Armor & Mobility

MAR-APR 2018

Military magazines in the United States and Canada, covering Armor and Mobility, focuses on tactical vehicles, C4ISR, Special Operations Forces, latest soldier equipment, shelters, and key DoD programs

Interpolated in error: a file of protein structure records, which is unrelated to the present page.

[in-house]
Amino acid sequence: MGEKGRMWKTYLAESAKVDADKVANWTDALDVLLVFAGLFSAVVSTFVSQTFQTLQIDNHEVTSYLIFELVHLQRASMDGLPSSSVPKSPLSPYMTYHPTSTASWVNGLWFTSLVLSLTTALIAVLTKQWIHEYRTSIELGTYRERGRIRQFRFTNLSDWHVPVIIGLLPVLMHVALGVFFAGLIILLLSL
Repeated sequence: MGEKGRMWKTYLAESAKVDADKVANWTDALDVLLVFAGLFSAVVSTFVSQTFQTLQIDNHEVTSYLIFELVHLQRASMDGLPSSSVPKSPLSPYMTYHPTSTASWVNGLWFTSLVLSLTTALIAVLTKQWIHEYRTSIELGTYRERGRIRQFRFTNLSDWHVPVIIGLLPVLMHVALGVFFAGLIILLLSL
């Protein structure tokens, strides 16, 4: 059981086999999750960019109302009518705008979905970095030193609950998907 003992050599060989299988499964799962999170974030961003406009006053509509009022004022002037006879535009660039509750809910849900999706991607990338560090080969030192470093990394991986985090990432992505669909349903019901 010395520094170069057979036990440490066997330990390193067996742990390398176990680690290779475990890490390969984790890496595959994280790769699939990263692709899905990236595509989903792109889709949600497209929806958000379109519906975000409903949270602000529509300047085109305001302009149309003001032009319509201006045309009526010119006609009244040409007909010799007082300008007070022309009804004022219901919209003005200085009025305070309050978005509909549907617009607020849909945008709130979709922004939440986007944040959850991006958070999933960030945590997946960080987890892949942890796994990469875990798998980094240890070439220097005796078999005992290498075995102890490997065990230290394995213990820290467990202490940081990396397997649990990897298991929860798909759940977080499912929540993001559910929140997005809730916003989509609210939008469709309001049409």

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Combat vehicle weights have been steadily increasing due to battlefield realities associated with evolving enemy threats (both conventional and asymmetrical warfare). In order to decisively confront these threats, the warfighter needs overwhelming technological battlefield superiority with greater armor protection, increased lethality weapon systems, secondary defensive weapon systems, greater electrical power generation capabilities, and enhanced prime power (mobility). These enhanced defensive and offensive capabilities result in increased vehicle weight at the cost of mobility. Under-armor volume is valuable in a combat vehicle because the weight of the vehicle increases exponentially with volume. Advances in Thermal Efficiency Through improvements in thermal efficiency and lower heat rejection, the two-stroke opposed-piston Advanced Combat Engine (ACE) will provide a reduction in total powertrain system volume, including in the intake and exhaust ducting, cooling system, air management system, fuel system, controls, and accessories. ACE also brings fuel economy improvement opportunities realized through either smaller fuel tanks (reducing under armor volume/weight) or extended vehicle range (lengthening the battlefield day). The resulting benefits from the engine's lower heat rejection to coolant will also reduce parasitic and accessory system loads (through reduced cooling system fan power), thereby increasing power available to the sprocket for increased mobility, enabling greater electrical power generation, or a combination of both. The ACE engine is being designed by Cummins with a scalable and modular architecture (250 horsepower per cylinder increments). This feature will enable a military family of combat engines that share a large number of common parts (pistons, rings, replaceable liners, injectors, connecting rods, bearings, seals, fasteners, etc.) bringing lower logistics costs (higher production and reduced price) and reduced inventory burden while minimizing technician training and lowering technical manual publication costs. Countering Rising Vehicle Mass Combat vehicle platforms have recently experienced weight gains associated with increased armor protection to offset growing improvised explosive device (IED) and other kinetic threats. Heavier vehicle weight ultimately has a detrimental effect on mobility (dash speed, side slope, acceleration, top speed, etc.). The ACE engine is designed to return lost mobility, provide extra power for electrical power generation, and enhance performance. Additionally, vehicle designs are also limited in the location and availability of openings for air flow (intake, exhaust, and cooling) with additional restrictions caused by ballistic grills. Due to the inherent high thermal efficiency of two-stroke opposed- piston engine design and the noticeably lower heat rejection to coolant, the ACE engine will help minimize under-armor volume requirements and provide fuel efficient, compact prime power solutions across a wide range of military vehicle configurations. The scalable and modular nature of the ACE enhances the engine's capability to conform to individual vehicle powertrain packaging needs with greater range, mobility, and electrical power generation. The ACE design also allows for flexible engine orientation (vertical to horizontal), greatly increasing the number of possible engine-to- transmission configurations (three transverse and two parallel) utilizing the same basic engine hardware with minor modifications. When integrated with other Advanced Powertrain Demonstrator (APD) technologies such as Advanced Combat Transmission (ACT), Integrated Starter Generator (ISG), and Advanced Thermal Management System (ATMS), installed propulsion system power density may increase from 50% to 100% depending on the vehicle application. The resulting reduction in under armor volume and weight (and reduced parasitic power losses) may deliver an estimated 20 percent improvement in vehicle fuel efficiency. EXPANDING THE COMBAT POWER ENVELOPE The U.S. Army's Tank Automotive Research and Development Center (TARDEC) has been advancing the Army's Advanced Combat Engine (ACE) program, an effort to provide existing and future ground combat vehicles with next-generation propulsion power and efficiency to address mobility needs. By John Tasdemir, Powertrain, Team Leader, U.S. Army RDECOM TARDEC GVPM John Tasdemir The Advanced Combat Engine provides enhanced power in a compact and scalable package, enabling advancements in vehicle mobility for the Army's highest-demand vehicle applications. (TARDEC) ENGINE UPGRADE ADVANCED GROUND PROPULSION www.tacticaldefensemedia.com 26 | Armor & Mobility | March/April 2018

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